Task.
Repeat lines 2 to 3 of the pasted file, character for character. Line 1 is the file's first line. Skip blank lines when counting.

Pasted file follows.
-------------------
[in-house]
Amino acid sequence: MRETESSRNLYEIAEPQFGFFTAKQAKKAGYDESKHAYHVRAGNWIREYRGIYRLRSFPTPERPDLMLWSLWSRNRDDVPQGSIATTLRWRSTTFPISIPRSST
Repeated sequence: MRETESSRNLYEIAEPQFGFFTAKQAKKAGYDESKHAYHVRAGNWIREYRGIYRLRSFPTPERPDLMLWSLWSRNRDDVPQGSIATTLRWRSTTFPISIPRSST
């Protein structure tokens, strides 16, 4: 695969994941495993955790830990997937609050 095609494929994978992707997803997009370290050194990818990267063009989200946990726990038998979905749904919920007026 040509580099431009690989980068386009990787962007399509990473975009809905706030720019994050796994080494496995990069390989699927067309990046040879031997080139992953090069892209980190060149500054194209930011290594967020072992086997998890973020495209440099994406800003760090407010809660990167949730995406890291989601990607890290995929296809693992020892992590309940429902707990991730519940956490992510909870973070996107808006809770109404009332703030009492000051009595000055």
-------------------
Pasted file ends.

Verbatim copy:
Amino acid sequence: MRETESSRNLYEIAEPQFGFFTAKQAKKAGYDESKHAYHVRAGNWIREYRGIYRLRSFPTPERPDLMLWSLWSRNRDDVPQGSIATTLRWRSTTFPISIPRSST
Repeated sequence: MRETESSRNLYEIAEPQFGFFTAKQAKKAGYDESKHAYHVRAGNWIREYRGIYRLRSFPTPERPDLMLWSLWSRNRDDVPQGSIATTLRWRSTTFPISIPRSST